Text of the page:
Columnist Chuck Green dubiously claimed Colorado "gaining status as a 'sanctuary city' " for illegal immigrants


In a column that appeared in The Pueblo Chieftain on January 14, Chuck Green repeated the "sanctuary city" myth, asserting that illegal immigrants are "virtually immune from the law" in Colorado. In fact, a state law enacted in May 2006 prohibits "sanctuary" policies and there is significant evidence suggesting there are no "sanctuary cities" in the state.

A column by syndicated columnist and former Denver Post editor-in-chief Chuck Green published in the January 14 edition of The Pueblo Chieftain claimed that "Colorado already is gaining status as a 'sanctuary city' where illegal immigrants are virtually immune from the law." However, as Colorado Media Matters has noted repeatedly, a significant amount of evidence contradicts the notion that so-called "sanctuary" policies exist in Colorado.

In his column, which also was published January 14 in the Aurora Sentinel & Daily Sun, Green was critical of Denver's selection to host the 2008 Democratic National Convention, announced by Democratic National Committee (DNC) chairman Howard Dean on January 11. Citing potential convention-related airport and traffic congestion, Green advised his readers to "take a vacation and go somewhere quiet -- like New York City, which seems almost relieved that it lost the convention to Denver." Green then claimed that before the 2008 convention, Denver will have to address its "troublesome difficulties on the horizon that will loom large before the actual party is held" and referred to a December immigration raid on a Greeley meatpacking plant.

Among Denver's "troublesome difficulties," according to Green: The city "is not a union town, while the Democrats are the union party"; the "growing cancer" of street gangs; and the city's failure to adequately address "the politically incorrect subject of illegal immigration." Green wrote:

By the summer of '08, voters ought to be steaming about the costs of our open-border policy. Colorado already is gaining status as a "sanctuary city" where illegal immigrants are virtually immune from the law, and it is likely that it will evolve as a major political lightning rod on this issue between now and convention time.

If they were so inclined, immigration officials could disrupt the entire convention by staging a Swift & Co.-style raid in downtown Denver on the weekend before the Big Party, arresting thousands of illegal workers at the convention center and nearby hotels and restaurants just as delegates are about to arrive.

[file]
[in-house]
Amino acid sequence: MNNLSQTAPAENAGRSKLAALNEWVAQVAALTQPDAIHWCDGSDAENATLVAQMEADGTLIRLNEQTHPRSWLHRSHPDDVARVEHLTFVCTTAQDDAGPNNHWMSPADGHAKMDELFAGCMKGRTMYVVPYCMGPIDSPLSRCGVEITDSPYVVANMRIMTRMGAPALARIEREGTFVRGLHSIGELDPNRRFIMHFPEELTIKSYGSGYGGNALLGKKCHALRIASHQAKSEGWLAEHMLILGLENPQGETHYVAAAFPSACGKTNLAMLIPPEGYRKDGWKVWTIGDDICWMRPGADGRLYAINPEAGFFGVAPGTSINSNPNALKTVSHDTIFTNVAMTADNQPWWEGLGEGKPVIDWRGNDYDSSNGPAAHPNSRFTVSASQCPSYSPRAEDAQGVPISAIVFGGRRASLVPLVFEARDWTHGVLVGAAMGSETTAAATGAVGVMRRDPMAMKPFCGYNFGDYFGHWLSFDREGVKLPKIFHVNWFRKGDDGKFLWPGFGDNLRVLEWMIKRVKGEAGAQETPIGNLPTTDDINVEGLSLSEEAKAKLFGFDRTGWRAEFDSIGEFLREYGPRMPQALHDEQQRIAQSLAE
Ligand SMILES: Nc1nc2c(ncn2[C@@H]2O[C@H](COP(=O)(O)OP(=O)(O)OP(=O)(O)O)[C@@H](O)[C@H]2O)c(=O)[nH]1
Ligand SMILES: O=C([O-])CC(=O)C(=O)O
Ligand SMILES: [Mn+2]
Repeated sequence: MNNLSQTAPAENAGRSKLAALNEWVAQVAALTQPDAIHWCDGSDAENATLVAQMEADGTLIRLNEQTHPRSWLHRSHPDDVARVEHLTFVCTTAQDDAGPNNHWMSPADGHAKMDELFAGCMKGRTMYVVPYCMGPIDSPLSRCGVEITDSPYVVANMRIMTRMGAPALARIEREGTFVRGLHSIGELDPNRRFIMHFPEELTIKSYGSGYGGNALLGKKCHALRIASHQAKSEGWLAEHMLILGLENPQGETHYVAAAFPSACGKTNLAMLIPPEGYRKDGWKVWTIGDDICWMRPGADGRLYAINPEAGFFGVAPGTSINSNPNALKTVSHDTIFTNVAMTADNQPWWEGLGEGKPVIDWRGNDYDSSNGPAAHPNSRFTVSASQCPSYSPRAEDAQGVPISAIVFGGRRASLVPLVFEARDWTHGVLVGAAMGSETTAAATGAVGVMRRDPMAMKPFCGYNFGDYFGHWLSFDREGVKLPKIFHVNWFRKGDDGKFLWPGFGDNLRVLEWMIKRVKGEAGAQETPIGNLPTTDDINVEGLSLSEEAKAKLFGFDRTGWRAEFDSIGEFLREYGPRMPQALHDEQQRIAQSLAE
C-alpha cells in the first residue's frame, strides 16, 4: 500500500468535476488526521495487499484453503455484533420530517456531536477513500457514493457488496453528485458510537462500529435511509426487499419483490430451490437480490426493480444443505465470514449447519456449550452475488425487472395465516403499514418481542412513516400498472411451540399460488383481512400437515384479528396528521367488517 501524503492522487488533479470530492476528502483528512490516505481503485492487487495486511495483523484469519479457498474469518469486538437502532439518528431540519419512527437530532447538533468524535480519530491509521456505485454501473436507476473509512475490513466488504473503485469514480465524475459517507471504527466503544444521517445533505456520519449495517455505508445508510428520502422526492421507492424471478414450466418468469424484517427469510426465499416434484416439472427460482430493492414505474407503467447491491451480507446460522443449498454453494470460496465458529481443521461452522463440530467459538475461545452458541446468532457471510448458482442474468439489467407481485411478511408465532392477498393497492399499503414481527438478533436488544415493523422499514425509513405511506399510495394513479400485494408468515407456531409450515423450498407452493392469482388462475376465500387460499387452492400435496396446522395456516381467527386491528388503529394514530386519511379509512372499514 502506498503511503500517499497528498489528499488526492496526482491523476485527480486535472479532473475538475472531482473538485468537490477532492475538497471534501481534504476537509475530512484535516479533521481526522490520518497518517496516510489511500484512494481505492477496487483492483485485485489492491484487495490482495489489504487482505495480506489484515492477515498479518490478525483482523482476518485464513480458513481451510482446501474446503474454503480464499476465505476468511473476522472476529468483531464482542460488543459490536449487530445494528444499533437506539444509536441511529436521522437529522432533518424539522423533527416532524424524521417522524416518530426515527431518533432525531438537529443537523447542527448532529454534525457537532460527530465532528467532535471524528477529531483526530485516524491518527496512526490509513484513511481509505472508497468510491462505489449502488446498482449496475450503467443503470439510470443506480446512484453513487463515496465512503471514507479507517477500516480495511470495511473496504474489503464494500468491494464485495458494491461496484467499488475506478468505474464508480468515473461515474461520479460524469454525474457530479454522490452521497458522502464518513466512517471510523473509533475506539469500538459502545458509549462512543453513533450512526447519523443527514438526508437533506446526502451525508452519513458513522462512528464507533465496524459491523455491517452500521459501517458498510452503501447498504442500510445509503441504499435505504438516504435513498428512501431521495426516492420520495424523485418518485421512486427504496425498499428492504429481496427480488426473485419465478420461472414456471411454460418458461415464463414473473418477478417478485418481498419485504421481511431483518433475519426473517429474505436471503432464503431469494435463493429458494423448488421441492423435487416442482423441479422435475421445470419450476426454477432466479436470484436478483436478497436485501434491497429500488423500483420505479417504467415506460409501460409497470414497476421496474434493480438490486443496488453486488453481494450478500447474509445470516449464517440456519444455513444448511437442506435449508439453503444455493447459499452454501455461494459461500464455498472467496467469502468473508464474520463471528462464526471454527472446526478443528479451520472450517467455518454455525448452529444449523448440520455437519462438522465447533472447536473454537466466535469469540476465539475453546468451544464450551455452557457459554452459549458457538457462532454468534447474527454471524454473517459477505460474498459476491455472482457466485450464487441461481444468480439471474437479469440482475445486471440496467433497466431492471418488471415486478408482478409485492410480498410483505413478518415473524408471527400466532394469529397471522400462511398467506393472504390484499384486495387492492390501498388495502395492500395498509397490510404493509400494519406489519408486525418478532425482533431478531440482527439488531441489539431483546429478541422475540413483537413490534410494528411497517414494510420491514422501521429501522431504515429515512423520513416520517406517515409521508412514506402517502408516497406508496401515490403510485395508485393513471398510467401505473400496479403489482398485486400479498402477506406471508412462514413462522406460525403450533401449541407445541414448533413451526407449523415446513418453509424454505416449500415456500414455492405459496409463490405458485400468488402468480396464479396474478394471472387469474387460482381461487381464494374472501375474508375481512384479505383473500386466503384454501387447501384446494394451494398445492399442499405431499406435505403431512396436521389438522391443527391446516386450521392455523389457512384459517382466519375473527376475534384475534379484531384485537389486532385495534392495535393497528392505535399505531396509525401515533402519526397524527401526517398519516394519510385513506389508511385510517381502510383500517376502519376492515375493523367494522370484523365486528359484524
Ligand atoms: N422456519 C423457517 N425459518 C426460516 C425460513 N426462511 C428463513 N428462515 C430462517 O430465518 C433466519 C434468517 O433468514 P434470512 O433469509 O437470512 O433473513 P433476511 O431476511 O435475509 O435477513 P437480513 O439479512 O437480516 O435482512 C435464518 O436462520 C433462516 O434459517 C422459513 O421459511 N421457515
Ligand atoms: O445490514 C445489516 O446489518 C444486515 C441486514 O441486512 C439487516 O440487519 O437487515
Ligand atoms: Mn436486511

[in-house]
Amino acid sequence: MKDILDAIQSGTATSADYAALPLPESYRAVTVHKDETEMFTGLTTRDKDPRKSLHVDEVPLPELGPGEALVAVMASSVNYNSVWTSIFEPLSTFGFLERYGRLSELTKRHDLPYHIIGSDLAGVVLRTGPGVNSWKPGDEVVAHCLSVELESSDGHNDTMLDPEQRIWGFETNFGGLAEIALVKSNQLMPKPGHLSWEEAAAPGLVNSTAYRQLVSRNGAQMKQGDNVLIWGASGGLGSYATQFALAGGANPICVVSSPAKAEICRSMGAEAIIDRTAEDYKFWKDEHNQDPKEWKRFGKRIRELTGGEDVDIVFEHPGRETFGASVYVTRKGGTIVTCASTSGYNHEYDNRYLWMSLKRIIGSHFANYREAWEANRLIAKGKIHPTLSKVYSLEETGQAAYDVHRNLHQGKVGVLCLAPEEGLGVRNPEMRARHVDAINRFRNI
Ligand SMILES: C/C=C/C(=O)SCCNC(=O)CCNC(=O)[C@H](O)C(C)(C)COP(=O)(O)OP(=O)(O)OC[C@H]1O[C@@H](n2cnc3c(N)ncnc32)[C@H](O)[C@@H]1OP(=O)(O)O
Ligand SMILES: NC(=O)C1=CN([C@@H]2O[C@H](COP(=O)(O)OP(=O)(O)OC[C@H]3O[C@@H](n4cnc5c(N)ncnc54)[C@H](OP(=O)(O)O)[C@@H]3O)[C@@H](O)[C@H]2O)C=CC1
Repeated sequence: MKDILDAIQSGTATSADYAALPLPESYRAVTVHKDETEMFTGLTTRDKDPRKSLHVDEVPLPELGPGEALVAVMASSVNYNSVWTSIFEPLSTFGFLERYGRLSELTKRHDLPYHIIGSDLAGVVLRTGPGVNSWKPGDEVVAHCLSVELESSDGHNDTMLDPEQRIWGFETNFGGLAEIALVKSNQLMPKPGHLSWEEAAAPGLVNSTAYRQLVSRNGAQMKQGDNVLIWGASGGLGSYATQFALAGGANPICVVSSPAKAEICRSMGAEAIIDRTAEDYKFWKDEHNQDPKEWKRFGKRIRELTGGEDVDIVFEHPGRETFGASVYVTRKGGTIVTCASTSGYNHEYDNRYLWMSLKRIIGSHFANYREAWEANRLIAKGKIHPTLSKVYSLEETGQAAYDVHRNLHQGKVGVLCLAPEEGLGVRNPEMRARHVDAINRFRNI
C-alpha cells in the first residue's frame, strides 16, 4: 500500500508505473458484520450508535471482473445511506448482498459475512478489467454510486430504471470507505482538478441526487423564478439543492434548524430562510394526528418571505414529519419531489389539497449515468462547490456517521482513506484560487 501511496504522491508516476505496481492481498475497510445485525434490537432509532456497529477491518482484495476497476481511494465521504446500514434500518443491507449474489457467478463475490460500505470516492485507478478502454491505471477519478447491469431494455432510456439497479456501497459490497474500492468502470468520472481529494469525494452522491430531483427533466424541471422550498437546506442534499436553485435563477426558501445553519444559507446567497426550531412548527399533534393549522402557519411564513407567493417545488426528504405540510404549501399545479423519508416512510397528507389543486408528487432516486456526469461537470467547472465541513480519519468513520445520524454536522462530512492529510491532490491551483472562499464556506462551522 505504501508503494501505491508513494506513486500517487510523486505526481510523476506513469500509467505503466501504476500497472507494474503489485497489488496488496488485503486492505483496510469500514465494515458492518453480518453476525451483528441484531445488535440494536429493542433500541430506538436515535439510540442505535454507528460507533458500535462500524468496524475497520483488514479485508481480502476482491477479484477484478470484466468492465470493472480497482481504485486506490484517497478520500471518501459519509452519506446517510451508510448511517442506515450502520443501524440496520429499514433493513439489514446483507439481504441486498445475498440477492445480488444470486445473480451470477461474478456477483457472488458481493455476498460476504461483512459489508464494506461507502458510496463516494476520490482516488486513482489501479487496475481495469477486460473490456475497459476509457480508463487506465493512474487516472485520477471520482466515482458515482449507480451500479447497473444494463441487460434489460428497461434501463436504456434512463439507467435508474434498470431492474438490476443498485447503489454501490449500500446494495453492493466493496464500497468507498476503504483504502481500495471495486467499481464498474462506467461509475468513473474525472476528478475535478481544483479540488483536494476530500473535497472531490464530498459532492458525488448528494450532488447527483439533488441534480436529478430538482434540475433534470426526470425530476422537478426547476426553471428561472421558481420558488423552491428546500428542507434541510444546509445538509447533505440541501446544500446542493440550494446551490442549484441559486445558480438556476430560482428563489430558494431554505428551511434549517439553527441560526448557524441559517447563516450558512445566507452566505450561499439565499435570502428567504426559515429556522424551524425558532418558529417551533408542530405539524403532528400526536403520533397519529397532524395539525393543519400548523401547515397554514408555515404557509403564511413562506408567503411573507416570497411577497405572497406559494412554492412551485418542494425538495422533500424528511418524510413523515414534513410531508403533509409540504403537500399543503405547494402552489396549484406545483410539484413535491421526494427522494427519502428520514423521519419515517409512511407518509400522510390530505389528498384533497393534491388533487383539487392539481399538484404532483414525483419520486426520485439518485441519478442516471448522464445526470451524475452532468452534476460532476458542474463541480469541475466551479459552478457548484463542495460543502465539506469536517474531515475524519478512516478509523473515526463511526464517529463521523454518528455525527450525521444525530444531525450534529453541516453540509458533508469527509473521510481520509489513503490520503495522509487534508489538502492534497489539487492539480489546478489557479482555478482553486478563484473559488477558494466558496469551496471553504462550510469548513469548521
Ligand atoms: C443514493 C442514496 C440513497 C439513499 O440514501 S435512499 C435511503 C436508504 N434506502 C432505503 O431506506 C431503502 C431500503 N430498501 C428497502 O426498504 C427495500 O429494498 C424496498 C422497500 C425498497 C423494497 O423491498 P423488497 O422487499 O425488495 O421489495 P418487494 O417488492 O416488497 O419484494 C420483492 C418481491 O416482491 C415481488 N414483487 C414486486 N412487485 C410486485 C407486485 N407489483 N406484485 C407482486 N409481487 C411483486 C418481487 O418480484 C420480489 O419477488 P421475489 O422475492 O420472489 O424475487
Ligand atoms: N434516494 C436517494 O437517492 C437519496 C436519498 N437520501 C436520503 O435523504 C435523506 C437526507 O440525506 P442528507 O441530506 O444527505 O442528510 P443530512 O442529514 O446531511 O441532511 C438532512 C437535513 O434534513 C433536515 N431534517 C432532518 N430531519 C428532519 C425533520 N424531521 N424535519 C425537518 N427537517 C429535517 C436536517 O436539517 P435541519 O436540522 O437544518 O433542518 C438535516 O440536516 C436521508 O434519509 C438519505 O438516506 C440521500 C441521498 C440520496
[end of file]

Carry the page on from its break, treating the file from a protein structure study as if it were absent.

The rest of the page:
Now that might even be worth staying in town to watch.

As Colorado Media Matters has noted (here, here, here, here, here, here, here, here, and here), several Republican officeholders and candidates, along with conservative Colorado media figures, have sought to perpetuate the myth that Denver or other Colorado cities are following "sanctuary" policies.

In fact, a 2004 report by the U.S. Congressional Research Service -- Congress' nonpartisan research and analysis arm -- identified "sanctuary cities" as those that have adopted "a 'don't ask-don't tell' policy where they don't require their employees, including law enforcement officers, to report to federal officials aliens who may be illegally present in the country." The report's list of U.S. "[c]ities and counties currently that have sanctuary policies" did not include any in Colorado. Additionally, a Colorado statute enacted May 1, 2006, prohibits sanctuary policies, which the statute defines as "local government ordinances or policies that prohibit local officials, including peace officers, from communicating or cooperating with federal officials with regard to the immigration status of any person within the state."

Furthermore, a June 11, 2006, Rocky Mountain News article reported that while some local law enforcement officials in Colorado fail to turn in immigrants, "it has nothing to do with any sanctuary policy." The article also reported that U.S. Immigration and Customs Enforcement (known as BICE or ICE) spokesman Carl Rusnok said, "There aren't any cities in Colorado that refuse to call us. ... I know of no Colorado city that has a policy against calling ICE."

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